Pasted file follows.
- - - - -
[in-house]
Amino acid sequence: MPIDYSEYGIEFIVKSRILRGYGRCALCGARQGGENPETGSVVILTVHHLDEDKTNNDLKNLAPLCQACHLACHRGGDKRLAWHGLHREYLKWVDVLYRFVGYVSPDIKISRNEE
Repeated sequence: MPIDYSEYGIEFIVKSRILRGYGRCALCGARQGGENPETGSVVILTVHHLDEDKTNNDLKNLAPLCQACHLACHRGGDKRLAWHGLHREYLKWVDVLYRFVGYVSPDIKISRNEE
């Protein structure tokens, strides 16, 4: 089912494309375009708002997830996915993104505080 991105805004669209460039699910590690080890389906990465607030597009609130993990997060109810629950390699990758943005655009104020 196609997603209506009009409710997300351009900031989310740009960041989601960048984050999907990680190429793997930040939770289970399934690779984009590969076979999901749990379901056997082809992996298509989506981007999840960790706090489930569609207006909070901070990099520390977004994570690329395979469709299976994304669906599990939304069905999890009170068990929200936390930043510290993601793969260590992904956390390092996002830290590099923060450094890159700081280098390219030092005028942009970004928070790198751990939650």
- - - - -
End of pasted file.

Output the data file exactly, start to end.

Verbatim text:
[in-house]
Amino acid sequence: MPIDYSEYGIEFIVKSRILRGYGRCALCGARQGGENPETGSVVILTVHHLDEDKTNNDLKNLAPLCQACHLACHRGGDKRLAWHGLHREYLKWVDVLYRFVGYVSPDIKISRNEE
Repeated sequence: MPIDYSEYGIEFIVKSRILRGYGRCALCGARQGGENPETGSVVILTVHHLDEDKTNNDLKNLAPLCQACHLACHRGGDKRLAWHGLHREYLKWVDVLYRFVGYVSPDIKISRNEE
């Protein structure tokens, strides 16, 4: 089912494309375009708002997830996915993104505080 991105805004669209460039699910590690080890389906990465607030597009609130993990997060109810629950390699990758943005655009104020 196609997603209506009009409710997300351009900031989310740009960041989601960048984050999907990680190429793997930040939770289970399934690779984009590969076979999901749990379901056997082809992996298509989506981007999840960790706090489930569609207006909070901070990099520390977004994570690329395979469709299976994304669906599990939304069905999890009170068990929200936390930043510290993601793969260590992904956390390092996002830290590099923060450094890159700081280098390219030092005028942009970004928070790198751990939650």